Keidel: Grooming Porzingis Is Knicks' Chance To Finally Do Something Right -- And It's Not Going Well
By Jason Keidel
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When you go from a lanky, Latvian teen to a top-five pick in the NBA Draft, meet expectations, then soar over them, this should be the time of your young life. Still years before personal and professional peak. Drafted by the man with more rings than Liberace. Christmas tunes created in your name by folks at WFAN. The adoration of the greatest city and media vortex of the world.
But rather than adding layers to his name and game and nudging the Knicks closer to their first title since 1973, Kristaps Porzingis is already musing profoundly and publicly about his NBA future. Perhaps he already has a sense of how laughable his employer is, as the 7-foot-3 wunderkind is already shrouded in overtures that his future may not include a bite from the Big Apple.
The Knicks are so plagued, so diseased, so dysfunctional that they literally can't get anything right.
They hire neophyte coaches who naturally fail. They hire the greatest head coach in history, but not as a head coach. They sign a one-dimensional scorer to a monster contract. (Technically the deal was with Denver, but was assumed by the Knicks within 24 hours.) Then a few years later, they sign the decaying scorer to another monster contract -- and have the kindness, and incompetence, to add a no-trade clause.
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Now their new next franchise player, Porzingis -- a whole lot younger, cheaper and with a wider skill set -- is at odds with the franchise. First, he skipped his exit interview with team president Phil Jackson. Hardly an act of treason, but surely an act of defiance. Then Porzingis again defied the Knicks this week by deciding to play for the Latvian national team at EuroBasket this summer, which goes directly against the Knicks' wishes for the past two years. And he doesn't particularly care what his employer thinks.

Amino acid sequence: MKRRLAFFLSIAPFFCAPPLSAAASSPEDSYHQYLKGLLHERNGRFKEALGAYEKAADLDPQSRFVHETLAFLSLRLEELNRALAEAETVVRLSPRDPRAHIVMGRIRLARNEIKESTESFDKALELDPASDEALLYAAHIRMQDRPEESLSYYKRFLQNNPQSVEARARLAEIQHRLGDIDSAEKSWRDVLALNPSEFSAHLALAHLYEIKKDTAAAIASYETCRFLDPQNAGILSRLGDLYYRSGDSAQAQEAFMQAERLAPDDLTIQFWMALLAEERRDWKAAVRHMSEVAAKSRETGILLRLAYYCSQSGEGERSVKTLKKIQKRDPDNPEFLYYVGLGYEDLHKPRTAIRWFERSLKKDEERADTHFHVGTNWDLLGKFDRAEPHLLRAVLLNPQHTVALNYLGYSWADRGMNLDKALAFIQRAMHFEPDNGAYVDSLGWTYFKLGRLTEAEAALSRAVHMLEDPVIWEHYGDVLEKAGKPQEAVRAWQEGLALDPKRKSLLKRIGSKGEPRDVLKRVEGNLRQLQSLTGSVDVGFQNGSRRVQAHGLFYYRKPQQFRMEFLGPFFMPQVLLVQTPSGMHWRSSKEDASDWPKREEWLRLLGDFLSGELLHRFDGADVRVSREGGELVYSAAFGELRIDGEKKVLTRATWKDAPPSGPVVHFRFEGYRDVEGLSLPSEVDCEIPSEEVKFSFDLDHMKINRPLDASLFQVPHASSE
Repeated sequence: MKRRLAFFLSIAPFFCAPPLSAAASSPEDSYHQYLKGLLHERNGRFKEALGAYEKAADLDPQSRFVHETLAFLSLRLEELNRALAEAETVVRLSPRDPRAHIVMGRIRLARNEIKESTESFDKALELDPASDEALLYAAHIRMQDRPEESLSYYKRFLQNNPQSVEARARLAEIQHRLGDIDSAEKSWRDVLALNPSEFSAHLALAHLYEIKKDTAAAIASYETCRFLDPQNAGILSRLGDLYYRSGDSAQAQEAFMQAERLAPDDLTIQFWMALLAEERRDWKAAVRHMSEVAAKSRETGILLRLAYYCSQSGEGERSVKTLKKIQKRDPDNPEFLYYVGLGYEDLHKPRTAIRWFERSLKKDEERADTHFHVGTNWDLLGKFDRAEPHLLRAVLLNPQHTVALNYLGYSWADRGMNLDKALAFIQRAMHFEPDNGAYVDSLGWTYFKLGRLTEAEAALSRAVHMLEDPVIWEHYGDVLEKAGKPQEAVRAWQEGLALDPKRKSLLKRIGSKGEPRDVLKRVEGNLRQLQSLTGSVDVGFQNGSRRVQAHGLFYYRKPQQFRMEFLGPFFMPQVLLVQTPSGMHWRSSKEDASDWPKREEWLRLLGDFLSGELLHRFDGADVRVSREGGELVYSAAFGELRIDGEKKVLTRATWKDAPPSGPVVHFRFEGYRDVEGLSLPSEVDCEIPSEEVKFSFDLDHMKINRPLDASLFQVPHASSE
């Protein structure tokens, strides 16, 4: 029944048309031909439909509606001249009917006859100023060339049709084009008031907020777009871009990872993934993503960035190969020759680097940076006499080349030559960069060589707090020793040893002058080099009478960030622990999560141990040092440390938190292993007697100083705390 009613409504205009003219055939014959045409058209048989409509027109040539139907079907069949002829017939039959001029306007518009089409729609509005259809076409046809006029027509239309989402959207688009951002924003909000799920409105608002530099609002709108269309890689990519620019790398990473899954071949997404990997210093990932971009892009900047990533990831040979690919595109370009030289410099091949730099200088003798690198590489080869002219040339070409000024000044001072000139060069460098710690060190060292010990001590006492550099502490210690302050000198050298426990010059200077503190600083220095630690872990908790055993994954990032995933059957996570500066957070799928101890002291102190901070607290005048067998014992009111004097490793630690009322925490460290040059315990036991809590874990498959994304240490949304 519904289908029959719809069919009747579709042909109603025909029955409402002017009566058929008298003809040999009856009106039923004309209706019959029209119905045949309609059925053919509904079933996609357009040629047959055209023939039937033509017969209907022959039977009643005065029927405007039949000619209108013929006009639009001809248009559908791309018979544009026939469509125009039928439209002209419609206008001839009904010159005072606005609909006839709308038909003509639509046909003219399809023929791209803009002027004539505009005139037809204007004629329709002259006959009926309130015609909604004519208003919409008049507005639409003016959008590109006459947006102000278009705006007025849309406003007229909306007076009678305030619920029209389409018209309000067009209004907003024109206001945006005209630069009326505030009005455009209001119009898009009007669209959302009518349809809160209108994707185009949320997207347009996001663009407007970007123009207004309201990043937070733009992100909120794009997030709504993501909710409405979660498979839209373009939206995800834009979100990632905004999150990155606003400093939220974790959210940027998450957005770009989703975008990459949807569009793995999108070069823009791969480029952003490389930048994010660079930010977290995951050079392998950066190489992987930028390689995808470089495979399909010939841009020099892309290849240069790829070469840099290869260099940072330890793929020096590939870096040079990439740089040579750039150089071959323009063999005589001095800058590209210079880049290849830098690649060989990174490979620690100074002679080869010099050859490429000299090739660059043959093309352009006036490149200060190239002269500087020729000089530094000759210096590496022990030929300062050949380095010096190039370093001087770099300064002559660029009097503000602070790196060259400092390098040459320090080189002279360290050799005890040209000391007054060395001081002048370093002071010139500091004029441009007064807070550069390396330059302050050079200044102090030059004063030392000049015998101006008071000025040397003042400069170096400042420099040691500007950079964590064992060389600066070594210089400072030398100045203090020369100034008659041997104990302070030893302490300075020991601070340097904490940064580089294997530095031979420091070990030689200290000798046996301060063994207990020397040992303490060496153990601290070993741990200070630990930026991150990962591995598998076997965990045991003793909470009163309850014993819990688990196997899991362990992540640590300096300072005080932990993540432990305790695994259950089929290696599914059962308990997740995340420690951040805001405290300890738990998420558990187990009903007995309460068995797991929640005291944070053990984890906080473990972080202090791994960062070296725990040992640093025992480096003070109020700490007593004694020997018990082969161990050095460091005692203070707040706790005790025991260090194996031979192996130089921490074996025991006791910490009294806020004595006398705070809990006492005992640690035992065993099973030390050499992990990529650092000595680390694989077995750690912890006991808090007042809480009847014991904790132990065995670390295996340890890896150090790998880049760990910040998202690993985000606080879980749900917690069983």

No single act adds up to wholesale rebellion. But his aggregate choices make for a pattern of vocational disregard.
Now we hear murmurs about his future. Porzingis told the New York Post last week that he indeed wants to stay in the Big Apple, with the Knicks. Why is this even an issue? Why is a 21-year-old budding superstar already discussing his future with the Knicks when he just got here?
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It speaks to the biblical dysfunction that haunts the Knicks, every time, ever year, everywhere. The first few years of a kid's career should be about growing his game, building his brand, adding layers to his obscene skill set. The first few years should be a hardwood honeymoon, when the kid and the club fall in love and vow to a vocational marriage that lasts at least a decade, or at least until both squeeze through the thorny portal of finance and free agency down the road.
The Knicks should know that they not only have a great player, but that he's also happy to be here, that he sees that the world and his future are decidedly orange and blue. And when it's time for Porzingis to cash in on his stardom, the Knicks will have more money to give him than anyone. Because they drafted him. Because he's a homegrown player. Because he wants to be here.
The fact that Porzingis already has to declare his fidelity only portends the opposite. His loyalty should be self-evident. The news leaking from Madison Square Garden, the world's most overrated arena, should not be that he's skipping meetings, breaking a pledge not to play overseas or having to assert he's happy to play in the ancestral home of hoops, New York City.
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In two years, Porzingis will be a restricted free agent. He will have lived four years of NBA life. And he will just be 23 years old. He will just be entering his prime. The Knicks have a few years to show him they're caring, capable and competent, and that, at 21, he shouldn't have to worry about any of this.
Or very soon they will be stuck with the one player they don't want, Carmelo Anthony, and without the player they need, Kristaps Porzings.
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